Thompson’s long hair, beard and presence at South Carolina games, even in lean times, earned him his nickname and apparently a following fervent enough to foot the bill for quite the trip.

“I’ve always dreamed it would be like this,” Thompson said last week about fan support at Gamecock games to the Post and Courier. “For years and years, it was so sparse with the crowds at the games. But once they started winning, the crowds started coming.”

Thompson is a 63-year-old VA hospital nurse, and has been attending South Carolina games for nearly 50 years.

Maryland’s Melo Trimble declares for the NBA Draft

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Melo Trimble’s career as a Maryland Terrapin is coming to an end. The junior guard is declaring for the NBA Draft and will sign with an agent.

“I am confident and excited to pursue an opportunity to play in the NBA,” Trimble said in a release. “I am proud of what my teammates and I were able to accomplish these past three seasons at Maryland. I developed many great relationships and friendships and together we able to create some very special moments for Maryland basketball. I want to thank Coach Turgeon for all of his support. He always believed in me. He challenged me and really helped in the development of my overall game. I am a more complete basketball player because of Coach Turgeon and the coaching staff. To stay at home and attend the University of Maryland is the best decision that I ever made and it was truly special to play in front of my family, friends and our amazing fans. Maryland will always be home.”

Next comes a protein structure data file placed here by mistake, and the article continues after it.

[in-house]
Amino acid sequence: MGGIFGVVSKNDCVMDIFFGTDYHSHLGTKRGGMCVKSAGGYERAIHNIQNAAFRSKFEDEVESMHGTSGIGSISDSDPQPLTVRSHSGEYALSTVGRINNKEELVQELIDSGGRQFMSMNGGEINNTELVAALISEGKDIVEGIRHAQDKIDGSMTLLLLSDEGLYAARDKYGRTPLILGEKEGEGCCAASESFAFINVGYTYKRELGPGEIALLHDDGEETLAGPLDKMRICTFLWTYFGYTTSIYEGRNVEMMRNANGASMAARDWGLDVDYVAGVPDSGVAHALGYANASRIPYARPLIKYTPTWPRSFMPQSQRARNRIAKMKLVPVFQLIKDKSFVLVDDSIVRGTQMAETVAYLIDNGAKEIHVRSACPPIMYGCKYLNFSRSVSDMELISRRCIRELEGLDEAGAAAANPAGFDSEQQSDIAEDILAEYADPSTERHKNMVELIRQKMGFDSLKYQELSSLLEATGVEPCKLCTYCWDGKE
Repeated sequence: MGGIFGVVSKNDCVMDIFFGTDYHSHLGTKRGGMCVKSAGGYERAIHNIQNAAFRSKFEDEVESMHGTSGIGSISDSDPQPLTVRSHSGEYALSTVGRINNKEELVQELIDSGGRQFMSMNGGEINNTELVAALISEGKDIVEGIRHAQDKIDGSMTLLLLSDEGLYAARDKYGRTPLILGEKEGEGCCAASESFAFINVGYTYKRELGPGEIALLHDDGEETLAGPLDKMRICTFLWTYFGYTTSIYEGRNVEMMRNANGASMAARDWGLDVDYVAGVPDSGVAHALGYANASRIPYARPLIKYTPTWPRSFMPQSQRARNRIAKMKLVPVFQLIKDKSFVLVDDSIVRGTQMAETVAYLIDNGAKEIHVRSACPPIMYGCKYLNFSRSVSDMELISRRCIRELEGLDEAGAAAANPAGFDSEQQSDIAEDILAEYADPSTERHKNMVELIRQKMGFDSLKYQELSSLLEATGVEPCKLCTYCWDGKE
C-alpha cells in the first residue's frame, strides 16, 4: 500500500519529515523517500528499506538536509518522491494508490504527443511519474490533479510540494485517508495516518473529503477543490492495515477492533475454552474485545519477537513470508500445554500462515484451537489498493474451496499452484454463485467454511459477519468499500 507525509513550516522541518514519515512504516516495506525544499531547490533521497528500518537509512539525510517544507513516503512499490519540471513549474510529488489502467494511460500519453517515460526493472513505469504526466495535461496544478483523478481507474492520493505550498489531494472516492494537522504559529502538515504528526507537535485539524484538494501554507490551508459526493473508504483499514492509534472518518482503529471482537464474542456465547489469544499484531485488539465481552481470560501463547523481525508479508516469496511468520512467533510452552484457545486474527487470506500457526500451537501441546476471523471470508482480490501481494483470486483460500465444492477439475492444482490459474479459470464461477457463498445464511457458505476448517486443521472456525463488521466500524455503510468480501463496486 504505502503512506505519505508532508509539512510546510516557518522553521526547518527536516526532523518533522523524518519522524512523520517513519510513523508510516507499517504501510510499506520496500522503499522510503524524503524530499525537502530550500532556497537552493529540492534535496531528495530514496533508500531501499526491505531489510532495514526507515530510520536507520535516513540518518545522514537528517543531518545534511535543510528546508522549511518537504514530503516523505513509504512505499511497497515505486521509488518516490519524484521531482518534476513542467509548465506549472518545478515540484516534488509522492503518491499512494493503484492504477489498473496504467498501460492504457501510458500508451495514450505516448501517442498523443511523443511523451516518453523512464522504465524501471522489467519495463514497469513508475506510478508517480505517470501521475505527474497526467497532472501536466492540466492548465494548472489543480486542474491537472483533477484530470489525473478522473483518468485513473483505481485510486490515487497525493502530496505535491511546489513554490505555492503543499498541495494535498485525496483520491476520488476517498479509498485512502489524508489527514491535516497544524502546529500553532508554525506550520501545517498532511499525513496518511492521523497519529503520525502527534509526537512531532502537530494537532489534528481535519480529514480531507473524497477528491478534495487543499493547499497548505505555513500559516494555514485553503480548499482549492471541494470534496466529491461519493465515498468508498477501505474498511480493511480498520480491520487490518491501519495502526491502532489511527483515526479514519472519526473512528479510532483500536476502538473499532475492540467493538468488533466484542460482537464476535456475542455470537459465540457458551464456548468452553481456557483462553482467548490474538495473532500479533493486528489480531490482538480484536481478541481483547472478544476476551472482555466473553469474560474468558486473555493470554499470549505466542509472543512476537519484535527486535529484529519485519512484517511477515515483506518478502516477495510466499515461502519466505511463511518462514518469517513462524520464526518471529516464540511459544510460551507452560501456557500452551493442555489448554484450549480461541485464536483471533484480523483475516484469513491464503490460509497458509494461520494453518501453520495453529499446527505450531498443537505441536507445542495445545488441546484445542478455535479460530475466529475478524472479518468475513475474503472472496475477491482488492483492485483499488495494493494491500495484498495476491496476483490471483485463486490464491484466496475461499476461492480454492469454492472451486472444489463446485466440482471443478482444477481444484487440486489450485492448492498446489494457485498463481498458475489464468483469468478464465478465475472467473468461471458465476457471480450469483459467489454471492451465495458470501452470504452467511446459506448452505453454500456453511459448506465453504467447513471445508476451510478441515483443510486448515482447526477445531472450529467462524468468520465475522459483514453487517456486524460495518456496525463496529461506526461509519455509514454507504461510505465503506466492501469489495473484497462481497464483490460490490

There was no better winner in college basketball the last three years than Melo. He changed the trajectory of Mark Turgeon’s program, winning 79 games in three years and ending his career 30-8 in games decided by six points or less. As a junior, Trimble and the Terps earned a No. 6 seed to the NCAA tournament, but they lost in the first round to Xavier. It was the only time in Trimble’s career that he didn’t reach the Sweet 16.

“Melo Trimble is a winner,” Mark Turgeon said on twitter. “Humble, hard-working, dedicated. Words can’t express what he’s done for our program. Always #StayMelo!”

Final Four Preview: No. 1 North Carolina vs. No. 3 Oregon

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The nightcap on Saturday should be a thrilling matchup between the two big dogs left in the tournament.

It’s something of a weird matchup: North Carolina wants to play fast but pounds the ball inside while Oregon is going to try and keep the tempo at a reasonable pace.

Here’s a look at the second game at this year’s Final Four: